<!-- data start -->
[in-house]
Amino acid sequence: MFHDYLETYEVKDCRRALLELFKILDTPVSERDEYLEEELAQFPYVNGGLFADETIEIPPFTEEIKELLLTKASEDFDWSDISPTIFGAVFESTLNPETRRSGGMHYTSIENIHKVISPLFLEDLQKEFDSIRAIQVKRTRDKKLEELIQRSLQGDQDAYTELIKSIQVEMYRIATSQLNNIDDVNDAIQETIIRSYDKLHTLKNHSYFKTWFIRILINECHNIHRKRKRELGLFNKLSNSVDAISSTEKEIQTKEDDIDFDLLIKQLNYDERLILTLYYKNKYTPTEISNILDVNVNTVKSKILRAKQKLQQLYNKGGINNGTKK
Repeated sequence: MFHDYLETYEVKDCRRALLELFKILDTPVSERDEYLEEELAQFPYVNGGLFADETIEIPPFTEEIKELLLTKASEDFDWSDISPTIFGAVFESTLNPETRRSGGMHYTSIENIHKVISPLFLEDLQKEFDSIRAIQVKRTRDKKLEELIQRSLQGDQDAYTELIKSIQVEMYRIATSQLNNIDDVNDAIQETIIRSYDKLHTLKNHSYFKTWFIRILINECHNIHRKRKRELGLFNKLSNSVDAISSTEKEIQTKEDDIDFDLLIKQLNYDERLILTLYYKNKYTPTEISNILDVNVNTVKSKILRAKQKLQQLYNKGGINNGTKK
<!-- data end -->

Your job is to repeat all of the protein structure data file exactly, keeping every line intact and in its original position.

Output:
[in-house]
Amino acid sequence: MFHDYLETYEVKDCRRALLELFKILDTPVSERDEYLEEELAQFPYVNGGLFADETIEIPPFTEEIKELLLTKASEDFDWSDISPTIFGAVFESTLNPETRRSGGMHYTSIENIHKVISPLFLEDLQKEFDSIRAIQVKRTRDKKLEELIQRSLQGDQDAYTELIKSIQVEMYRIATSQLNNIDDVNDAIQETIIRSYDKLHTLKNHSYFKTWFIRILINECHNIHRKRKRELGLFNKLSNSVDAISSTEKEIQTKEDDIDFDLLIKQLNYDERLILTLYYKNKYTPTEISNILDVNVNTVKSKILRAKQKLQQLYNKGGINNGTKK
Repeated sequence: MFHDYLETYEVKDCRRALLELFKILDTPVSERDEYLEEELAQFPYVNGGLFADETIEIPPFTEEIKELLLTKASEDFDWSDISPTIFGAVFESTLNPETRRSGGMHYTSIENIHKVISPLFLEDLQKEFDSIRAIQVKRTRDKKLEELIQRSLQGDQDAYTELIKSIQVEMYRIATSQLNNIDDVNDAIQETIIRSYDKLHTLKNHSYFKTWFIRILINECHNIHRKRKRELGLFNKLSNSVDAISSTEKEIQTKEDDIDFDLLIKQLNYDERLILTLYYKNKYTPTEISNILDVNVNTVKSKILRAKQKLQQLYNKGGINNGTKK